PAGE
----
• Move receipts from important purchases (e.g., high value items and those still under warranty), from the current year’s receipts folder to the Guarantees and Instructions Scan receipts if you haven’t already done so during your monthly maintenance. Retain these receipts as this shows proof of ownership should you require repairs to the items or if they are lost due to fire or theft.
  • Review items in your Guarantees and Instructions folder and dispose of any receipts and instruction booklets for items you no longer own.

Once your annual maintenance is complete, move your inactive paper records to storage to clear a space for your new, incoming active records. On your computer, create a new “filing cabinet” folder with all of the same sub-folders for your new, incoming electronic records.

With your annual maintenance complete, you’ll be ready to start a new year of records management with ease.

We hope you’ve enjoyed our series on records and information management. Feel free to participate in our Information Management Forum and share your challenges and successes.

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RIM: Part six, building a filing system

We’ve spent the past few weeks determining which records we have and how long we need to keep them. We’ve eliminated records we don’t need and scanned those we want to convert to electronic format. Now we’re ready to file what is left.

Unclutterer Jeri wrote a great article about creating a personalized filing system. She asks some great questions about where you want to keep your files, as well as what types and colours of file folders you prefer.

Over the past few weeks, we’ve talked about active and inactive records. I suggest you keep your active files close to where you need to process your paperwork. For example, you might get charitable donation receipts you can claim on your income taxes throughout the year. Your “current year” income tax file should be handy so you can place the receipts in the folder easily. Once you’ve filed your income tax, you still need to keep the receipts but you no longer need to process them so you can place the entire folder in another location — perhaps in a filing box in your attic.

Filing paper records

Your filing system should be easy to use. Jeri wrote some great advice for making filing easier. Unclutterer Dave has put together a list of criteria for buying a filing cabinet and Jeri provides even more advice and includes alternatives to the traditional filing cabinet.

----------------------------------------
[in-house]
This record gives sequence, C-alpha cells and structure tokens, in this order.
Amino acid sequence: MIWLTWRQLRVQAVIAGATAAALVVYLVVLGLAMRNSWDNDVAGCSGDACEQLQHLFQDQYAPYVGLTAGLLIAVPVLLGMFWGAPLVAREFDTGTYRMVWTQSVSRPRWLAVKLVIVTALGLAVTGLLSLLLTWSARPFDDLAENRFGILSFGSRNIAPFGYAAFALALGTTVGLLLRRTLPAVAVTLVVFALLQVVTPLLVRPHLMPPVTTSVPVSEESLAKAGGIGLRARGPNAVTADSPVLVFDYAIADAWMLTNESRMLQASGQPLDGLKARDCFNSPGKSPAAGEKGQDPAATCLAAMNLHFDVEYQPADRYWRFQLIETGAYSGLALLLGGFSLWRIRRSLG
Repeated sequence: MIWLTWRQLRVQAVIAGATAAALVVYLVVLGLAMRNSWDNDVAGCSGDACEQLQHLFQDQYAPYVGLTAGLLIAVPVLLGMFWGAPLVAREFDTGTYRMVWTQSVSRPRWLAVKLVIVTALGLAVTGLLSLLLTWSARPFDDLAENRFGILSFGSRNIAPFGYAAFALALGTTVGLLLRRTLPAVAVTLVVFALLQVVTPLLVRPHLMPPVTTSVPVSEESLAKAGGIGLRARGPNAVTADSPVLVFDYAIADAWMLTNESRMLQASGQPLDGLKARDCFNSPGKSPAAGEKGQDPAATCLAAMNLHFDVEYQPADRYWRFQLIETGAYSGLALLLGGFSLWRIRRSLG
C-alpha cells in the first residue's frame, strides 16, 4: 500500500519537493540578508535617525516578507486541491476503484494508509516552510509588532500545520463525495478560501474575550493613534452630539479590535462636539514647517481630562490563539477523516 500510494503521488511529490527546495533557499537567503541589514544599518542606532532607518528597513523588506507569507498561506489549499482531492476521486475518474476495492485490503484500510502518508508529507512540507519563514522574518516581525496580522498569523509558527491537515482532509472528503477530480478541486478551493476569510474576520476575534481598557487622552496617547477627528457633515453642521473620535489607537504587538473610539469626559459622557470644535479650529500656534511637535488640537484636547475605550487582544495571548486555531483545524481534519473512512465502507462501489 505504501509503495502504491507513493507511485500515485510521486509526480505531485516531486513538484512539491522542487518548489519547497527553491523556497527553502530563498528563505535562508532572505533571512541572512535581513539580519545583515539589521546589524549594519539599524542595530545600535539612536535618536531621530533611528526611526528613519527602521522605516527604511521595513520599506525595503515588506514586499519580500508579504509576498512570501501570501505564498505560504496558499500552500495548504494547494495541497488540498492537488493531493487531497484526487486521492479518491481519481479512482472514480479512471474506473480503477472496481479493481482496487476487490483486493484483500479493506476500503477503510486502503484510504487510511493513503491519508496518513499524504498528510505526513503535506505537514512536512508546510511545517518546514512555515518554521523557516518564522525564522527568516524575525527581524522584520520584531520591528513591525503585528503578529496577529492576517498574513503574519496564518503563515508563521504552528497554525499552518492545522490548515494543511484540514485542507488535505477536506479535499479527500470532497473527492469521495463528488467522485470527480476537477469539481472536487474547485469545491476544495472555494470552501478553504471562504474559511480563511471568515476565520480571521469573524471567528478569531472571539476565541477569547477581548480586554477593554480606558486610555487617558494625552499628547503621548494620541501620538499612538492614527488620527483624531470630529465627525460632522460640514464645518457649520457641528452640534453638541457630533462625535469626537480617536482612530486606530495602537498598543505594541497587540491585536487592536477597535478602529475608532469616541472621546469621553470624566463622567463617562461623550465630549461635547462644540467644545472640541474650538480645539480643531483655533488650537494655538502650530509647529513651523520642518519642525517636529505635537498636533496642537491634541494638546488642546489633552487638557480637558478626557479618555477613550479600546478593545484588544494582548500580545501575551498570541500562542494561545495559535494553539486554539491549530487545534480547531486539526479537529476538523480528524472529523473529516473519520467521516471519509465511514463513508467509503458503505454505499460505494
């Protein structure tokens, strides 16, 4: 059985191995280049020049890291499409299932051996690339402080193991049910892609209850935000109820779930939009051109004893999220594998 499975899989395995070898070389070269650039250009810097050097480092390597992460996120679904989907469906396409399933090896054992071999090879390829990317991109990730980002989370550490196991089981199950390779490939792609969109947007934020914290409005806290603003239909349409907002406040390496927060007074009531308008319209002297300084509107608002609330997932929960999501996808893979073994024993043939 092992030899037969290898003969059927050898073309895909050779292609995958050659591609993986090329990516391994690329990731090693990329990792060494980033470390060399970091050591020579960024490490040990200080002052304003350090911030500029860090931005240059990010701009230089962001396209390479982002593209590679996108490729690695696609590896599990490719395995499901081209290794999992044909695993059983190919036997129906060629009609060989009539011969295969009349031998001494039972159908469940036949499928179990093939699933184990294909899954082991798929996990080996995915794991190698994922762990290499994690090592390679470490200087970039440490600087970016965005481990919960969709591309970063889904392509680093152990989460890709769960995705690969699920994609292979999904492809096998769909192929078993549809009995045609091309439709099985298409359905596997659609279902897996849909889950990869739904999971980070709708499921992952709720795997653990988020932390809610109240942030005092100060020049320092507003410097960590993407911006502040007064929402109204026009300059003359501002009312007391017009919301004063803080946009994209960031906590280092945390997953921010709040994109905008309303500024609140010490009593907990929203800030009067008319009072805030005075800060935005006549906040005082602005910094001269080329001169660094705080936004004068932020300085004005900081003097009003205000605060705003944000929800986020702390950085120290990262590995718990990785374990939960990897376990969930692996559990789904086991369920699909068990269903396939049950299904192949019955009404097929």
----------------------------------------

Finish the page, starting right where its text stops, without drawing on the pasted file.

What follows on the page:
For those of you that may not have space for a typical filing cabinet, Erin answered a reader’s question about filing cabinets that can double as end-tables or ottomans. A seagrass filing box is also an alternative for people who may be willing to sacrifice some sturdiness for appearance. For those of you who need something rugged and transportable, I suggest these plastic filing boxes. They are expensive but we’ve had ours for over 15 years. They’re water and insect resistant and they’ve endured six military moves (two of which have been overseas) and they still look and function as good as new.

Filing electronic records

I always suggest that people create a folder structure on their computer similar to their paper filing cabinet. Such as the one shown below.

The default listing of folders is alphabetical order. If this doesn’t work for you, adjust the names of the folders. For example, you could use the names Finance-Banking and Finance-Investment to list these two similar categories together. Some people might choose to create another folder called Finance and put both Banking and Investment as sub-folders. This is an adequate alternative however, too many sub-folders may make it difficult to find files or result in the same file being stored in multiple places. It’s best to keep the folder structure as simple as possible.

Vital Records

You may wish to store your vital records and other hard to replace documents in a fireproof and waterproof box in your home to protect them in case of disaster. Although heavy, this box would be easy enough to transport if you had to quickly evacuate your home. Some people prefer to keep their vital records in a safety deposit box at a bank or other financial institution. This is a good alternative as well.